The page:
Do Taste Perception, Preference, Personality, Mood, and Dietary Intake Behavior Interconnect?
For hundreds of years, scientists have suspected a connection between our personality traits and taste preferences. Anton Brillat-Savarin, the famous French gastronome, is quoted saying, “Tell me what you eat, and I will tell you who you are.”
Tell me what you eat, and I will tell you who you are.
But what influences what we eat? It turns out that a symphony of elements influences our dietary intake patterns. These elements include (but are not limited to) our psychological traits (and mood states), cognitive and perceptual processes, behavioral attributes, psychosocial (including cultural) environment, and interoceptive experience. Each of these elements, in turn, is driven by physiological, biological, neuropsychological, and environmental states that are constantly at play within us (figure 1) (see the Nutritional Psychology Research Library).
Figure 1. Elements of the diet-mental health relationship (DMHR) informing nutritional psychology (NP)
Understanding the diet-mental health relationship (DMHR) involves a wealth of conceptual complexity. The burgeoning field of nutritional psychology is attempting to integrate this conceptual complexity into a singular infrastructure by which the conceptualization of the DMHR can grow (figure 1). Nutritional psychology involves understanding the myriad factors interconnecting our dietary intake with our psychological processes, functioning, and experience. A plethora of research exists (and is growing) to improve our understanding of these interconnections and is contained in the CNP Research Libraries.
What is Guiding What We Eat?
On the surface, many of us believe that what we eat is guided by what we like and want to eat (or in the current dietary intake landscape additionally, what we crave to eat and what is available to eat). In fact, what we eat goes far deeper than simply wanting and liking certain foods. A host of involuntary factors, of which we are mostly unaware, influence our daily dietary intake including our perceptions and preferences, personality, mood, behavioral attributes, and even genetics (Neuroscientist News, 2022). Let’s begin by looking at taste perception, preference, and their connection with personality traits.
Genetic Basis for Taste Perception and its Connection with Personality Traits
Perceiving taste involves complex pathways that interface with multiple cranial nerves and areas in our brain. The five taste sensations (bitter, sweet, umami, sour, and salt) arise because of the activation of specific taste receptor cells on the lingual papillae on the tongue. Specific genes encode the different taste receptors. Varieties in these genes lead to the expression of different proteins associated with different tasting abilities, preferences, and personality traits. This serves as the genetic basis for taste and the perception of taste.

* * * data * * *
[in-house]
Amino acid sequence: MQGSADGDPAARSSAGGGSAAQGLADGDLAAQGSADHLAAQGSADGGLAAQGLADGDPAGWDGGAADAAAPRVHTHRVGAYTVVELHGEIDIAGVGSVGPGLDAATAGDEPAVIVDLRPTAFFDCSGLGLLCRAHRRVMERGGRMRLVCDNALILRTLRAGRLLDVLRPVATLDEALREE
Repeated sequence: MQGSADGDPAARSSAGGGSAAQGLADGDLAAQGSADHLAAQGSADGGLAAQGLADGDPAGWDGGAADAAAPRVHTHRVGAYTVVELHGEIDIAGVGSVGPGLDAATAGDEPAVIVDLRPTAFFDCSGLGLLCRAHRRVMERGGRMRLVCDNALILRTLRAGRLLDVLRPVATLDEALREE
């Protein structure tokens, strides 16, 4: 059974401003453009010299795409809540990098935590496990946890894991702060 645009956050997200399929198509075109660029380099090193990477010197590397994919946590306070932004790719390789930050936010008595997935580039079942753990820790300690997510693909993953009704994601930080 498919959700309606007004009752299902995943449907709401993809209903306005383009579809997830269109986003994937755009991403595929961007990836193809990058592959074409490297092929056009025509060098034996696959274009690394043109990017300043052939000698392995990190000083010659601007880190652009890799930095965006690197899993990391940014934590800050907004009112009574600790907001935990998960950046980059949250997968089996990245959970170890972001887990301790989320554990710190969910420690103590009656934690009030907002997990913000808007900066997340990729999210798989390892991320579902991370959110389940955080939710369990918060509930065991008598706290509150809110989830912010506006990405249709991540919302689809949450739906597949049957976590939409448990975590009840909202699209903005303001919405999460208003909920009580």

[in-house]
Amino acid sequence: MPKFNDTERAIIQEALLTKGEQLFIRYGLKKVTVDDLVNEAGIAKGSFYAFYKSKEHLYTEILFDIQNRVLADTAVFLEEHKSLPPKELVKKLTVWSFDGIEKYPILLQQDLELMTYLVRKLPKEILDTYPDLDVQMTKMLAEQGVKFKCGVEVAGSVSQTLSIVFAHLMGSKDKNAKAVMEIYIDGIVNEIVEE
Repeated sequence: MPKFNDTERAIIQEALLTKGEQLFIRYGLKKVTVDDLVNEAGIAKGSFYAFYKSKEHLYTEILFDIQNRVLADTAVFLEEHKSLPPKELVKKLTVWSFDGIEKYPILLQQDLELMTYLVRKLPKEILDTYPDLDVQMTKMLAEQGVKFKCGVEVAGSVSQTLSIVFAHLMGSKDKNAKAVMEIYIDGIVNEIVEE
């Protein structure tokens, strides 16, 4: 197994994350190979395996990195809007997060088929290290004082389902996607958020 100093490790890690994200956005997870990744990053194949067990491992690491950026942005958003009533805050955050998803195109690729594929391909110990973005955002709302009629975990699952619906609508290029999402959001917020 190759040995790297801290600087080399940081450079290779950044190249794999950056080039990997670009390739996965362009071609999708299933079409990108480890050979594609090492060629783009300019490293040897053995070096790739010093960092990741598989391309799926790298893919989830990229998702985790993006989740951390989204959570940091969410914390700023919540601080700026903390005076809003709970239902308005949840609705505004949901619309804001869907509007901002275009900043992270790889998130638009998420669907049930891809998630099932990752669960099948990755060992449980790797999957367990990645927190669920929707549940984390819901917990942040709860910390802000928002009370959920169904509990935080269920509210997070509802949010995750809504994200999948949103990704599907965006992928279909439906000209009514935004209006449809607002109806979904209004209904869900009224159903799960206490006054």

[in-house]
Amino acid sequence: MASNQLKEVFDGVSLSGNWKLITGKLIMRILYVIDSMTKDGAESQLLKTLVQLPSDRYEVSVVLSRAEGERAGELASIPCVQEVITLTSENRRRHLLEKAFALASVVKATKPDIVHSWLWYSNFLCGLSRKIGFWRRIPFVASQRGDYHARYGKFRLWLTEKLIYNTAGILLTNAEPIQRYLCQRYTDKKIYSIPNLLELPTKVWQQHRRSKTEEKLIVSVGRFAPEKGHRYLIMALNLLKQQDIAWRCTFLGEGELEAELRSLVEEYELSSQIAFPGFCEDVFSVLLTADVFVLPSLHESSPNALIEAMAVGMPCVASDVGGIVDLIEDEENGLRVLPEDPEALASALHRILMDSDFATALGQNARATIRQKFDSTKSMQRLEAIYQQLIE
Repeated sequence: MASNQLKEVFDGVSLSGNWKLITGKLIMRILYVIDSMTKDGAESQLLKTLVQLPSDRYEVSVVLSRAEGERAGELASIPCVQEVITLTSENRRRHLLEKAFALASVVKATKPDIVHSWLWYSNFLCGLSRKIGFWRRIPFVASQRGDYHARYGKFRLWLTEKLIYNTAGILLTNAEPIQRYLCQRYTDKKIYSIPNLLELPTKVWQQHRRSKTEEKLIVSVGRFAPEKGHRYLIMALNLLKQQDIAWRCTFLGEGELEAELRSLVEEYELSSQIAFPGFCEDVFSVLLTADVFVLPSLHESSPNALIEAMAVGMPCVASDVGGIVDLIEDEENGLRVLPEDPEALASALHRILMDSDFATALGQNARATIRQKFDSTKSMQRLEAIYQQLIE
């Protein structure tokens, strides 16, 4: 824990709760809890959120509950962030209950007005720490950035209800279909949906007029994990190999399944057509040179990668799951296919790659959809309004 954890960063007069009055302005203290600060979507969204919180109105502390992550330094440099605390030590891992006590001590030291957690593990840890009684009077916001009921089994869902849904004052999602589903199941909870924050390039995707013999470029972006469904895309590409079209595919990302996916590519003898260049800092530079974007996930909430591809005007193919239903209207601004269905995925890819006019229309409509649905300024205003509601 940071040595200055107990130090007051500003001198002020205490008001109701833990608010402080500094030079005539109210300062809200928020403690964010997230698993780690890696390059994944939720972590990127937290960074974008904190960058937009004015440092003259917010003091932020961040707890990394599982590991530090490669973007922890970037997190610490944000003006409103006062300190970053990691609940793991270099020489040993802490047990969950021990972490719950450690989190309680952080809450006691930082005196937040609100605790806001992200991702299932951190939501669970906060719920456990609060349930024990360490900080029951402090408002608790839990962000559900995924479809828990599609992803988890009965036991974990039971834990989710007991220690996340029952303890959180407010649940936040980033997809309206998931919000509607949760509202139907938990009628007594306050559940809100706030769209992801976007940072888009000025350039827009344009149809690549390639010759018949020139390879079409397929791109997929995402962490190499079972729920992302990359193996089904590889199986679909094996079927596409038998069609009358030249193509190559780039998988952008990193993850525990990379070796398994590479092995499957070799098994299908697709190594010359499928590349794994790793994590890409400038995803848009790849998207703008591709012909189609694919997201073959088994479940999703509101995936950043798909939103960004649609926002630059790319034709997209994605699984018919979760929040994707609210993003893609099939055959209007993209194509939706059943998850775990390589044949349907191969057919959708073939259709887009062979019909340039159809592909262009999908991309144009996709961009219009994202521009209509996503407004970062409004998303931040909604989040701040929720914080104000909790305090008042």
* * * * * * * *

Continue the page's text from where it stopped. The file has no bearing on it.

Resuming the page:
Interestingly, sensory science divides people into supertasters, medium-tasters, and non-tasters. The TAS2R38 gene, located on chromosome 7, provides the genetic basis for taster status (Figure 2).
Supertasters are defined as individuals with uncommonly low gustatory thresholds and strong responses to moderate concentrations of taste stimuli (Supertaster – APA Dictionary of Psychology, n.d.). Supertasters have an unusually high number of taste buds. This gene in supertasters increases their perception of bitter flavors in foods.
Varieties in genes lead to the expression of different proteins associated with different tasting abilities, preferences, and personality traits.
For example, supertasters tend to find the taste of coffee to be very bitter. In relation to personality characteristics, studies have found that supertasters and medium-tasters tend to be more tense, apprehensive, and imaginative than non-tasters, while non-tasters are inclined to be more relaxed, placid, and practical (Mascie-Taylor et al., 1983).
Science also reveals a genetic basis for sweet liking, identified by a locus on chromosome 16 (Figure 2). Researchers divide the population into three categories related to the liking for sweetness: sweet-likers, sweet-neutral, and sweet dislikers. Regarding differences in the preferences for sweetness, studies have shown that these differences predicted intentions, prosocial personalities, and behaviors (Meier et al., 2012).
Figure 2. The five taste sensations. The genetic basis for sweet liking is identified by chromosome 16, while chromosome 7 provides the genetic basis for taster status
It is important to note that in addition to our genes, our biochemical makeup also plays a role in our food perception and preference. For example, one study showed that salivary testosterone levels correlated with the amount of spice (Tabasco in this case) that participants chose to add to their food (Bègue et al., 2015).
Now that we’re aware of the genetic (and biochemical) basis for taste perception and preference, and learned how our genes can influence personality, let’s look at how personality can influence food preference.
Personality and Food Preference
Regarding food preferences, key factors of a person’s personality, including openness to experience (i.e., curiosity vs. caution), have been found to correlate with various aspects of food preference. For example, in a study by Conner et al. (2017), people with personality attributes like openness scored above average on preference for new food experiences. The controversy associated with such research, however, is that it has largely been conducted using self-rated food preferences, not in settings with actual food choices.